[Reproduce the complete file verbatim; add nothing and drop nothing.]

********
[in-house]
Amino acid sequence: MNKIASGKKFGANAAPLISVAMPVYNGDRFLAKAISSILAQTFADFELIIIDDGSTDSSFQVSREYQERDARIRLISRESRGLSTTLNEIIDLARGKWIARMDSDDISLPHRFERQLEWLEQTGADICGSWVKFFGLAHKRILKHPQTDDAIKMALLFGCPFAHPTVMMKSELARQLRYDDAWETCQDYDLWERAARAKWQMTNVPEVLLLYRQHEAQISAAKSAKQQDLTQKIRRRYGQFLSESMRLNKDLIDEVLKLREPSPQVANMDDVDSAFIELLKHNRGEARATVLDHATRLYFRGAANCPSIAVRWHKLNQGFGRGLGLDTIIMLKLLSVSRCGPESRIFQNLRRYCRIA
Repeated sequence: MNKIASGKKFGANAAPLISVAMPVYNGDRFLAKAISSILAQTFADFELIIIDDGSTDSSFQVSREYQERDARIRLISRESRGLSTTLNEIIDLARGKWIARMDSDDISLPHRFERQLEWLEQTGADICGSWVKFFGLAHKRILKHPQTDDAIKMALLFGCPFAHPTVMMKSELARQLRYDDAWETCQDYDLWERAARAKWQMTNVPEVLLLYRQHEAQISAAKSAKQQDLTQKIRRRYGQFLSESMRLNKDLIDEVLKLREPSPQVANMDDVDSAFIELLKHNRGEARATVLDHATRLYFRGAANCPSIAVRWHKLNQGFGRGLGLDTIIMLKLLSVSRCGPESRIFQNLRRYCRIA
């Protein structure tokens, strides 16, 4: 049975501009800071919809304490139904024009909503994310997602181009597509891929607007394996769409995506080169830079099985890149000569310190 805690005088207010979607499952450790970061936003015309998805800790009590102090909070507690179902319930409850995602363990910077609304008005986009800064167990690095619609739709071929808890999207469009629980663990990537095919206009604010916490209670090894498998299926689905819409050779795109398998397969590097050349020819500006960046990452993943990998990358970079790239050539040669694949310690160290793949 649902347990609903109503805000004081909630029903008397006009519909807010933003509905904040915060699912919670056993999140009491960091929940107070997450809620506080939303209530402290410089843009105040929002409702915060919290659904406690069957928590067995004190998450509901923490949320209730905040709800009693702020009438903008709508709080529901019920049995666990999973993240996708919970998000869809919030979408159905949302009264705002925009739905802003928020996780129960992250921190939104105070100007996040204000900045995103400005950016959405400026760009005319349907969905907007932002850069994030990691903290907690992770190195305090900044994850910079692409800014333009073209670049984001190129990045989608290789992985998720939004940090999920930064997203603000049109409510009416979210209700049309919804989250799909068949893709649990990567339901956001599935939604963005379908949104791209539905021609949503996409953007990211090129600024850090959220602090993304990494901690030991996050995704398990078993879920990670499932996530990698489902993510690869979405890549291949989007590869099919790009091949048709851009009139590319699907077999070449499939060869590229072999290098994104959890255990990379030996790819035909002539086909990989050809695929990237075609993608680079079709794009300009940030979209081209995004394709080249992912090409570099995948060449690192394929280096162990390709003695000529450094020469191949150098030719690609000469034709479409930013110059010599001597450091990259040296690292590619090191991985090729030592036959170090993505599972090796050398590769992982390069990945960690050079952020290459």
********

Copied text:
[in-house]
Amino acid sequence: MNKIASGKKFGANAAPLISVAMPVYNGDRFLAKAISSILAQTFADFELIIIDDGSTDSSFQVSREYQERDARIRLISRESRGLSTTLNEIIDLARGKWIARMDSDDISLPHRFERQLEWLEQTGADICGSWVKFFGLAHKRILKHPQTDDAIKMALLFGCPFAHPTVMMKSELARQLRYDDAWETCQDYDLWERAARAKWQMTNVPEVLLLYRQHEAQISAAKSAKQQDLTQKIRRRYGQFLSESMRLNKDLIDEVLKLREPSPQVANMDDVDSAFIELLKHNRGEARATVLDHATRLYFRGAANCPSIAVRWHKLNQGFGRGLGLDTIIMLKLLSVSRCGPESRIFQNLRRYCRIA
Repeated sequence: MNKIASGKKFGANAAPLISVAMPVYNGDRFLAKAISSILAQTFADFELIIIDDGSTDSSFQVSREYQERDARIRLISRESRGLSTTLNEIIDLARGKWIARMDSDDISLPHRFERQLEWLEQTGADICGSWVKFFGLAHKRILKHPQTDDAIKMALLFGCPFAHPTVMMKSELARQLRYDDAWETCQDYDLWERAARAKWQMTNVPEVLLLYRQHEAQISAAKSAKQQDLTQKIRRRYGQFLSESMRLNKDLIDEVLKLREPSPQVANMDDVDSAFIELLKHNRGEARATVLDHATRLYFRGAANCPSIAVRWHKLNQGFGRGLGLDTIIMLKLLSVSRCGPESRIFQNLRRYCRIA
């Protein structure tokens, strides 16, 4: 049975501009800071919809304490139904024009909503994310997602181009597509891929607007394996769409995506080169830079099985890149000569310190 805690005088207010979607499952450790970061936003015309998805800790009590102090909070507690179902319930409850995602363990910077609304008005986009800064167990690095619609739709071929808890999207469009629980663990990537095919206009604010916490209670090894498998299926689905819409050779795109398998397969590097050349020819500006960046990452993943990998990358970079790239050539040669694949310690160290793949 649902347990609903109503805000004081909630029903008397006009519909807010933003509905904040915060699912919670056993999140009491960091929940107070997450809620506080939303209530402290410089843009105040929002409702915060919290659904406690069957928590067995004190998450509901923490949320209730905040709800009693702020009438903008709508709080529901019920049995666990999973993240996708919970998000869809919030979408159905949302009264705002925009739905802003928020996780129960992250921190939104105070100007996040204000900045995103400005950016959405400026760009005319349907969905907007932002850069994030990691903290907690992770190195305090900044994850910079692409800014333009073209670049984001190129990045989608290789992985998720939004940090999920930064997203603000049109409510009416979210209700049309919804989250799909068949893709649990990567339901956001599935939604963005379908949104791209539905021609949503996409953007990211090129600024850090959220602090993304990494901690030991996050995704398990078993879920990670499932996530990698489902993510690869979405890549291949989007590869099919790009091949048709851009009139590319699907077999070449499939060869590229072999290098994104959890255990990379030996790819035909002539086909990989050809695929990237075609993608680079079709794009300009940030979209081209995004394709080249992912090409570099995948060449690192394929280096162990390709003695000529450094020469191949150098030719690609000469034709479409930013110059010599001597450091990259040296690292590619090191991985090729030592036959170090993505599972090796050398590769992982390069990945960690050079952020290459």